Sometimes the Brits say things our own press is loathe to admit. From the Daily Mail: Trump and the dismantling of Obama's legacy
Brick by brick, the demolition job has begun: since taking office less than a year ago, Donald Trump has launched an all-out assault on the legacy of Barack Obama.It's what he was elected to do.
Climate, free trade, health care, immigration, foreign policy -- the 45th US president has set about undoing just about everything done by the 44th.
All new presidents, of course, break with their predecessor once in the Oval Office, especially if they come from a rival political party.
But what is striking is how systematic the hammer blows to Obama's legacy have been.
And rather than throw his weight behind new policies or projects, Trump has shown a willful desire to unpick, shred and erase everything his predecessor accomplished.
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The Trans-Pacific Partnership? Within days of taking office, Trump signed an order pulling America out of the free trade accord, the fruit of eight years of negotiations between 12 Asia-Pacific countries, from Chile to Canada and Japan.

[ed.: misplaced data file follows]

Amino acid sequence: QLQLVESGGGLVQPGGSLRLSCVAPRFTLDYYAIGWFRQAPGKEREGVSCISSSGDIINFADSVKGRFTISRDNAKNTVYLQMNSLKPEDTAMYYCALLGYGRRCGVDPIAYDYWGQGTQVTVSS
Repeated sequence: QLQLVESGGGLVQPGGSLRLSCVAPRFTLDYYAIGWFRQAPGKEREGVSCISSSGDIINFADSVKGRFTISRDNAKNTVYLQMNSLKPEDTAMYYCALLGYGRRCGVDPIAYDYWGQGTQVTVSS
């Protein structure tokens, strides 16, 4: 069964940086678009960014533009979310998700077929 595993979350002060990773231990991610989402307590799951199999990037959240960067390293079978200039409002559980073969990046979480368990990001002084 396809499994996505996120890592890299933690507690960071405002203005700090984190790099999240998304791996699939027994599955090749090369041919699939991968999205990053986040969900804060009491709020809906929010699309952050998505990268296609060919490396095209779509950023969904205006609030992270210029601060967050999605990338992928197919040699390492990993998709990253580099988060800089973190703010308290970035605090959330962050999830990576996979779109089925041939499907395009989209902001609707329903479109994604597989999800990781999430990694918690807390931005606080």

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The Paris climate accord? Obama played a leading role in attaining that milestone in the effort to combat global warming. Trump pulled out of the agreement signed by 195 countries, claiming that it "punishes the United States" and declaring: "I was elected to represent the citizens of Pittsburgh, not Paris."
What about Obamacare, the signature legislative achievement of Obama's first term? After trying in vain to get Congress to repeal it, Trump is now working to bring about its collapse through the regulatory process.
And the Iranian nuclear accord? The bid to prevent Tehran from developing a nuclear weapon in return for a lifting of sanctions more than any other bore came to represent Obama's approach to world affairs. "This deal will have my name on it," the Democratic president said shortly before it was concluded. "Nobody has a bigger personal stake in making sure that it delivers on its promise."
While Trump has stopped short of tearing up the Iran deal, as he threatened on the campaign trail, on Friday he warned he could do so "at any time," raising doubts about the fate of an accord born of years of painstaking diplomacy.